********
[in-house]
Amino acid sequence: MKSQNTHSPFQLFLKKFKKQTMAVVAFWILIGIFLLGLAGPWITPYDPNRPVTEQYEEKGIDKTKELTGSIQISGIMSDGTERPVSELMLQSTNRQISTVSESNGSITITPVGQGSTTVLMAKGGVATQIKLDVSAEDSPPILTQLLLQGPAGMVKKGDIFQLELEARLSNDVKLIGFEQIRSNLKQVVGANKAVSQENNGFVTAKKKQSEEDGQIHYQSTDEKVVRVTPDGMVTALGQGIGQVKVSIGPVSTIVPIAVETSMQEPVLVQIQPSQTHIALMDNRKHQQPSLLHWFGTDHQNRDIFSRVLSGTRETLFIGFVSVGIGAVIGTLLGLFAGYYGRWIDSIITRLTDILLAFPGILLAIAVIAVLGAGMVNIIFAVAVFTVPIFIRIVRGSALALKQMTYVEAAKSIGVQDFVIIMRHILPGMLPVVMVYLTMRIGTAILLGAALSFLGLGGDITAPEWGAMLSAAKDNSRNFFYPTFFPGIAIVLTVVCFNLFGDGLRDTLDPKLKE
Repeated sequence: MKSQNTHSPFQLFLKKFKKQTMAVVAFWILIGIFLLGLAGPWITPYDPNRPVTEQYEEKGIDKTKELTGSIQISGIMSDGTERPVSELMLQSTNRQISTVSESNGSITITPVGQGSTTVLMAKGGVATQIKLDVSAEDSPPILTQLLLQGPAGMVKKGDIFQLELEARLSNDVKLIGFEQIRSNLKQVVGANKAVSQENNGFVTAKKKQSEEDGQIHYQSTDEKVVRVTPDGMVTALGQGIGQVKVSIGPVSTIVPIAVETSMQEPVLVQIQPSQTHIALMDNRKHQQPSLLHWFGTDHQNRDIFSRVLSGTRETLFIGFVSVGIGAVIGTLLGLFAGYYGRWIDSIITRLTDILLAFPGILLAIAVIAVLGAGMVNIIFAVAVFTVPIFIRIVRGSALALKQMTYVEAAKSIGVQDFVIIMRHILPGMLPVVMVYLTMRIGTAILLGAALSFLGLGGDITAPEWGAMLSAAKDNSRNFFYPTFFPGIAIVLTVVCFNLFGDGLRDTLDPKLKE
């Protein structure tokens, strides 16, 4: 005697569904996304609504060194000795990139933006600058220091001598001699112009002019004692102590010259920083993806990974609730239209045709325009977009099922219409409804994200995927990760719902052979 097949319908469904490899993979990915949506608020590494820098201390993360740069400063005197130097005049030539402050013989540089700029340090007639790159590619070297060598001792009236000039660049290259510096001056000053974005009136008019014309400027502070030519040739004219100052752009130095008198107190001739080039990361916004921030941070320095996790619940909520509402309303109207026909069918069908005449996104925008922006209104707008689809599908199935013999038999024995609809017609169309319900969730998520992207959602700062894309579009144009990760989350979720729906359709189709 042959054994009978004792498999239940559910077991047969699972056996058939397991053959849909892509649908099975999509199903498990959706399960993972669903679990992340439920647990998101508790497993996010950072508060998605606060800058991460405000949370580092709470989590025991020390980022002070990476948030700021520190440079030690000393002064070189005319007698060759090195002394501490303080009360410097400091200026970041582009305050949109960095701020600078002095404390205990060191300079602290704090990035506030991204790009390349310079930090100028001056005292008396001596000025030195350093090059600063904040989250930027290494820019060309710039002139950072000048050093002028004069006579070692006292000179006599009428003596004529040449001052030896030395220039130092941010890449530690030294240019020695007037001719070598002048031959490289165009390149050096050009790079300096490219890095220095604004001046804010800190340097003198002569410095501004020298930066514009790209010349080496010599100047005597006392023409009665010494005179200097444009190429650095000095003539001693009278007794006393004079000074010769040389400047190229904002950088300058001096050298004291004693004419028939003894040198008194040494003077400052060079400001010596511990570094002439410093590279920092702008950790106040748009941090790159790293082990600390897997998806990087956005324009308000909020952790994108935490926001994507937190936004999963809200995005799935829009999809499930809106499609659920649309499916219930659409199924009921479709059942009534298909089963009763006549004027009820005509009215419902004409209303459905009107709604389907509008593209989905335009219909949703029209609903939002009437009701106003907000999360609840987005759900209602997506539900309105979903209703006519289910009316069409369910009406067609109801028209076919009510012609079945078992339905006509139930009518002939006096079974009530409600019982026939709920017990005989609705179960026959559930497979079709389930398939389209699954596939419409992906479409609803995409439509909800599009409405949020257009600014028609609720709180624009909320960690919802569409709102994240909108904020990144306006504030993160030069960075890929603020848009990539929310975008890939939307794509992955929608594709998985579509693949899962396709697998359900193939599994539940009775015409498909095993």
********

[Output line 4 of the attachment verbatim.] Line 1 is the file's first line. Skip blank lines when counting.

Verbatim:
């Protein structure tokens, strides 16, 4: 005697569904996304609504060194000795990139933006600058220091001598001699112009002019004692102590010259920083993806990974609730239209045709325009977009099922219409409804994200995927990760719902052979 097949319908469904490899993979990915949506608020590494820098201390993360740069400063005197130097005049030539402050013989540089700029340090007639790159590619070297060598001792009236000039660049290259510096001056000053974005009136008019014309400027502070030519040739004219100052752009130095008198107190001739080039990361916004921030941070320095996790619940909520509402309303109207026909069918069908005449996104925008922006209104707008689809599908199935013999038999024995609809017609169309319900969730998520992207959602700062894309579009144009990760989350979720729906359709189709 042959054994009978004792498999239940559910077991047969699972056996058939397991053959849909892509649908099975999509199903498990959706399960993972669903679990992340439920647990998101508790497993996010950072508060998605606060800058991460405000949370580092709470989590025991020390980022002070990476948030700021520190440079030690000393002064070189005319007698060759090195002394501490303080009360410097400091200026970041582009305050949109960095701020600078002095404390205990060191300079602290704090990035506030991204790009390349310079930090100028001056005292008396001596000025030195350093090059600063904040989250930027290494820019060309710039002139950072000048050093002028004069006579070692006292000179006599009428003596004529040449001052030896030395220039130092941010890449530690030294240019020695007037001719070598002048031959490289165009390149050096050009790079300096490219890095220095604004001046804010800190340097003198002569410095501004020298930066514009790209010349080496010599100047005597006392023409009665010494005179200097444009190429650095000095003539001693009278007794006393004079000074010769040389400047190229904002950088300058001096050298004291004693004419028939003894040198008194040494003077400052060079400001010596511990570094002439410093590279920092702008950790106040748009941090790159790293082990600390897997998806990087956005324009308000909020952790994108935490926001994507937190936004999963809200995005799935829009999809499930809106499609659920649309499916219930659409199924009921479709059942009534298909089963009763006549004027009820005509009215419902004409209303459905009107709604389907509008593209989905335009219909949703029209609903939002009437009701106003907000999360609840987005759900209602997506539900309105979903209703006519289910009316069409369910009406067609109801028209076919009510012609079945078992339905006509139930009518002939006096079974009530409600019982026939709920017990005989609705179960026959559930497979079709389930398939389209699954596939419409992906479409609803995409439509909800599009409405949020257009600014028609609720709180624009909320960690919802569409709102994240909108904020990144306006504030993160030069960075890929603020848009990539929310975008890939939307794509992955929608594709998985579509693949899962396709697998359900193939599994539940009775015409498909095993």